In this space, visitors are invited to post any comments, questions, or skeptical observations about Philo T. Farnsworth's contributions to the field of Nuclear Fusion research.
Subject: Re: Cross sectional collision energy
Date: Mar 07, 8:35 pm
Poster: Jim Lux
On Mar 07, 8:35 pm, Jim Lux wrote:
>The fusor collides deuterons, therefore, every deuteron in the fusor is in motion!
>Under ideal situations the deuteron is accelerated through the full fusor applied potential to collide head on with a like deuteron accelerated from the opposite side of the fusor.
>Thus, if we have a 30kv accelearation potential, we have two 30kev deuterons collide. This is NOT a total of 60kev to be looked up on the collisonal cross section graph!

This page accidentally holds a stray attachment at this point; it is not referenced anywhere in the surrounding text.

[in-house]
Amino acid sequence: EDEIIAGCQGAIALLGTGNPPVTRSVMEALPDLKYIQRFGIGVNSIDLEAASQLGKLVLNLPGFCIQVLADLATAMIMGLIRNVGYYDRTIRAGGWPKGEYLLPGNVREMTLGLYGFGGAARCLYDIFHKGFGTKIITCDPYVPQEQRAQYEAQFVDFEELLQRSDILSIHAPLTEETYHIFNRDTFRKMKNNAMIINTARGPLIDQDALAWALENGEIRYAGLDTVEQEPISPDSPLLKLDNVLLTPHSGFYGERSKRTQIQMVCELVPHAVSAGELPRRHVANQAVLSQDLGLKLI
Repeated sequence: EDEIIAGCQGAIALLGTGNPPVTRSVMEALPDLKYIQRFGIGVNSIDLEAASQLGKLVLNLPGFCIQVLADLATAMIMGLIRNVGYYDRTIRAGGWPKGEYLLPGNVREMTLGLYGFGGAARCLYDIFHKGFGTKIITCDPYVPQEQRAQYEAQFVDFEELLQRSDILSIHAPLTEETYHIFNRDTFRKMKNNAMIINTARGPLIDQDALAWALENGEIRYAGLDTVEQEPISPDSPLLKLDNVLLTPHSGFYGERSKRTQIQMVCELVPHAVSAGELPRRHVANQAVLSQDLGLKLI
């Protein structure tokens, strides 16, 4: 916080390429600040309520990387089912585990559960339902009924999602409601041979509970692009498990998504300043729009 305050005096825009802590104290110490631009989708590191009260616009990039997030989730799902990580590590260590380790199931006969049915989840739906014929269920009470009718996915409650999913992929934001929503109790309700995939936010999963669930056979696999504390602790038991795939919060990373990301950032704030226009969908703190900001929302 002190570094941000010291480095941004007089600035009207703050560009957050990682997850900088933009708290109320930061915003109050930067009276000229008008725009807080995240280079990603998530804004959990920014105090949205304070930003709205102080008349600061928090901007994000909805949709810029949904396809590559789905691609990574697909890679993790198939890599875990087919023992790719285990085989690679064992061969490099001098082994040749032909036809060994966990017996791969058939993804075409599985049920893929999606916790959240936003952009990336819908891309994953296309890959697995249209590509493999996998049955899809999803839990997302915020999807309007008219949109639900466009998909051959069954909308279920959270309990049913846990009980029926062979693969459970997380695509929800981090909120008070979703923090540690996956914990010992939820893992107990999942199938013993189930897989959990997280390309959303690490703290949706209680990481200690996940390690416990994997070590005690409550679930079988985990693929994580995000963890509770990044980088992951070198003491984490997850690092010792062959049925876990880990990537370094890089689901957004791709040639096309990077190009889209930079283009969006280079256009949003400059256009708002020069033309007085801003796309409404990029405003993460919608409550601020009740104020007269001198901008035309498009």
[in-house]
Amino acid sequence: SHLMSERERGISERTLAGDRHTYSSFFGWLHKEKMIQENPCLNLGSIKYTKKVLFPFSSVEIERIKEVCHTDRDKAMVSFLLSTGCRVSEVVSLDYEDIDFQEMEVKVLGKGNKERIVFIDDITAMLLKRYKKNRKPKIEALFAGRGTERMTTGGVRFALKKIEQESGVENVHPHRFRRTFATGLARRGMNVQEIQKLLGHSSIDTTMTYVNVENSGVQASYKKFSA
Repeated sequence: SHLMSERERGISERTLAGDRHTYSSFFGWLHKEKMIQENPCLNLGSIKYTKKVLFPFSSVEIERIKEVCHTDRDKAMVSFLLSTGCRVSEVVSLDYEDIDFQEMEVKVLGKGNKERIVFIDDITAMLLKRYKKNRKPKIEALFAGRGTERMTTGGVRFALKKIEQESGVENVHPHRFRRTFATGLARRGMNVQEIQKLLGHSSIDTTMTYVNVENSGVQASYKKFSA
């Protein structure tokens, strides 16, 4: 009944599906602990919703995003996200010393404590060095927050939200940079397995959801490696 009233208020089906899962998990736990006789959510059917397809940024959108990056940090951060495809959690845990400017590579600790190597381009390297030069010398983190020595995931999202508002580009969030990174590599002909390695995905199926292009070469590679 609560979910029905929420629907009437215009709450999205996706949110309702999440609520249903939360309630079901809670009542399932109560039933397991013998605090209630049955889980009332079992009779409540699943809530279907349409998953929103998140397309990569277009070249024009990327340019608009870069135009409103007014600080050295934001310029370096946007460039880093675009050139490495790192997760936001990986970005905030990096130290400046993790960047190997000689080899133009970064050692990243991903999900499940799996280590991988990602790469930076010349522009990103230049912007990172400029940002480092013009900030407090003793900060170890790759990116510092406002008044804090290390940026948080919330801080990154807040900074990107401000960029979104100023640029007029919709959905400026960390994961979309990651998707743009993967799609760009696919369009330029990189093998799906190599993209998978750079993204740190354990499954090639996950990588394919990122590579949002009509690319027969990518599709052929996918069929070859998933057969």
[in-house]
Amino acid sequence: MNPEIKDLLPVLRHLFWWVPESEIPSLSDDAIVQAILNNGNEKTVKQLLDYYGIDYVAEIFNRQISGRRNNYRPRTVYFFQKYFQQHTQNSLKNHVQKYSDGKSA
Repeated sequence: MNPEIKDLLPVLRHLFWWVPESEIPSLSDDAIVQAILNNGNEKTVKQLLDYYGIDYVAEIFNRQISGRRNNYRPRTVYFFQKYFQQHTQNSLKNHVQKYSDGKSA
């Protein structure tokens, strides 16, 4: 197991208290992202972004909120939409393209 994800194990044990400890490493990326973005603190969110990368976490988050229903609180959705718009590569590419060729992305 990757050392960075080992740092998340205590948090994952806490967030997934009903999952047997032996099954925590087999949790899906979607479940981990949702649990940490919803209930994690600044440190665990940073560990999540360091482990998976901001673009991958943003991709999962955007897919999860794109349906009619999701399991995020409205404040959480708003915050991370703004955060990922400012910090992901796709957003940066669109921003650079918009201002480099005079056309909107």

Except that in fusors at the typical pressures, and so forth, there are a couple of other factors that bite you in the a**...
1) There are a significant number of essentially unionized deuterons sitting around, and you only get the 30 keV whack for those.
2) Sure, for head to head collisions, you get the 120 keV whack, but in a typical fusor, many of the beams are NOT at 180 degrees, but are at 60 or 90 or 45 or some other angle, so the relative velocities get scaled by cos(theta).
I have a spreadsheet at http://home.earthlink.net/~jimlux/nuc/beam2.xls
that breaks all this out for a hypothetical grid that is a icosahedron (20 triangles), you could integrate that sheet with the ones that have the cross section data at
to figure out the actual reaction cross section.
Interestingly, if you average all the beams together, the average eV energy (expressed as eV, not velocity) is about 1.14 times the accelerating voltage (assuming all the ions are created at the outer grid/shell)..
So.. as a practical matter, I'd say you should just go into the tables with your accelerating voltage.
Richard, how do your measured rates compare with theoretical expectations?
- Re: Cross sectional collision energy - Richare Hull Mar 08, 10:32 am